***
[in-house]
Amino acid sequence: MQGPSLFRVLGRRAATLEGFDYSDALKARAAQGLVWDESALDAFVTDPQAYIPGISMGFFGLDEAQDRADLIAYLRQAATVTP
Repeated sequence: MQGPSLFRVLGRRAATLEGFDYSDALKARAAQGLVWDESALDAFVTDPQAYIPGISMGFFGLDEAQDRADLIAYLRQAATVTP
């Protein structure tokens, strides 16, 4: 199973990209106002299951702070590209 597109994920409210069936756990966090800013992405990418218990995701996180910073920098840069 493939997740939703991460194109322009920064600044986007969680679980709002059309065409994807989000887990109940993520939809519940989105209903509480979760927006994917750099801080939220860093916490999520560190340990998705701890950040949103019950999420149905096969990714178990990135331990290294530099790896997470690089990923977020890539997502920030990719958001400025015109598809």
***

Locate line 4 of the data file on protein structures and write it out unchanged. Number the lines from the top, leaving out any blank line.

């Protein structure tokens, strides 16, 4: 199973990209106002299951702070590209 597109994920409210069936756990966090800013992405990418218990995701996180910073920098840069 493939997740939703991460194109322009920064600044986007969680679980709002059309065409994807989000887990109940993520939809519940989105209903509480979760927006994917750099801080939220860093916490999520560190340990998705701890950040949103019950999420149905096969990714178990990135331990290294530099790896997470690089990923977020890539997502920030990719958001400025015109598809």